Markets continue to be influenced by news flow from the Far East and Asia and again this morning weakness in Asian markets is affecting European indices on the open.

The rally that equities have been enjoying since March was always going to be tested at some point in 2010 and it looks like a combination of tests is now challenging investors resolve.  Firstly, the earnings season in the US has got under way and started with a bit of a blip after Alcoa missed Wall Street estimates.  Often in the past Alcoa’s earnings have set the precedent, so this is not a great start.  There are also some concerns about the performance of non-financial stocks which have been the focus ever since the credit crunch.  This time round earnings for banks are due to rebound significantly, but outside of that sector many firms are still facing serious headwinds.

Secondly, the threat of rising interest rates will play the major part in any equity sell off.  Whilst we can’t expect interest rate increases in Asian economies and in particular China to influence policy in Western economies, the markets will take note in any shift in the language and actions of central banks around the world.

So further weakness in the FTSE is expected this morning and we could test yesterday’s lows around 5460 before too long.  Support for the FTSE is seen around previous resistance of 5450 and below there the well know 5380 level where the market struggled to get through back in November and December so if we retrace to that area good support is expected.

The Cadbury’s saga continues and with Fererro dropping out of the running it comes as a little surprise that their share is slightly higher this morning.  With so few other bidders out there the offer from Kraft is the only one that’s left on the table and if Cadbury’s continues to fight them off and maintain its independence then their share price is in for a shock.  Tomorrow’s trading update from Cadbury’s will be interesting for shareholders to assess whether the firm truly is better off on its own or if the bid offers better value.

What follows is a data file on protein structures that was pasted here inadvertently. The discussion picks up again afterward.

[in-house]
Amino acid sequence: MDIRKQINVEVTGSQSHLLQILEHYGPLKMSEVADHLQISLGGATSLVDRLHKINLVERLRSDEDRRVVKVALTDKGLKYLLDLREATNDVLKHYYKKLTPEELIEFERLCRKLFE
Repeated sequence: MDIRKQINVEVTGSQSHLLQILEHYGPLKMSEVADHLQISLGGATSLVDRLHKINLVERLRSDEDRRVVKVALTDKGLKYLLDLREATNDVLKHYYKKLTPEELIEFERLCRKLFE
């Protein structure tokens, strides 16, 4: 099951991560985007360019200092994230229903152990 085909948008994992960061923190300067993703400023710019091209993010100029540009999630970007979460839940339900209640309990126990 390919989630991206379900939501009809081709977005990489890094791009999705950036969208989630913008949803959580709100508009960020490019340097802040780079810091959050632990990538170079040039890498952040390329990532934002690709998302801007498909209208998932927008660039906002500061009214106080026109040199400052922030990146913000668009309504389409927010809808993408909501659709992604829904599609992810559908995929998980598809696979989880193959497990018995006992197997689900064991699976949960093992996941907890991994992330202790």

There’s a trickle of economic data this morning with German GDP, UK industrial production and then this evening the US Fed Beige Book.  UK manufacturing PMI numbers have continued to point to a solid rise in output at the end of 2009, but the official industrial production numbers have yet to reflect this.  Today should show that strength with good numbers expected.  For the US Beige Book it too started to show signs of improvements towards the end of 2009 with the majority of districts reporting a pickup in activity, so this theme is expected to continue with pressure on labour conditions also remaining in tact.

FX and commodity markets experienced some decent volatility yesterday with gold in particular suffering big losses towards the end of the session.  Gold’s weakness was contrarian to other precious metals such as platinum and palladium which hit 18 month highs yesterday, but they too are giving much of those gains back this morning.

Oil suffered a similar fate seeing declines later and this morning it is forging new lows with Feb Brent testing $78 and the Mar contract dropping below $79.  Inventory numbers this afternoon could lead to further volatility for oil prices and when you consider what happened last week (a gap higher with a big rally within a few seconds followed by a sharp decline minutes later), oil punters might be best to sit on their hands until after the data and make a call then.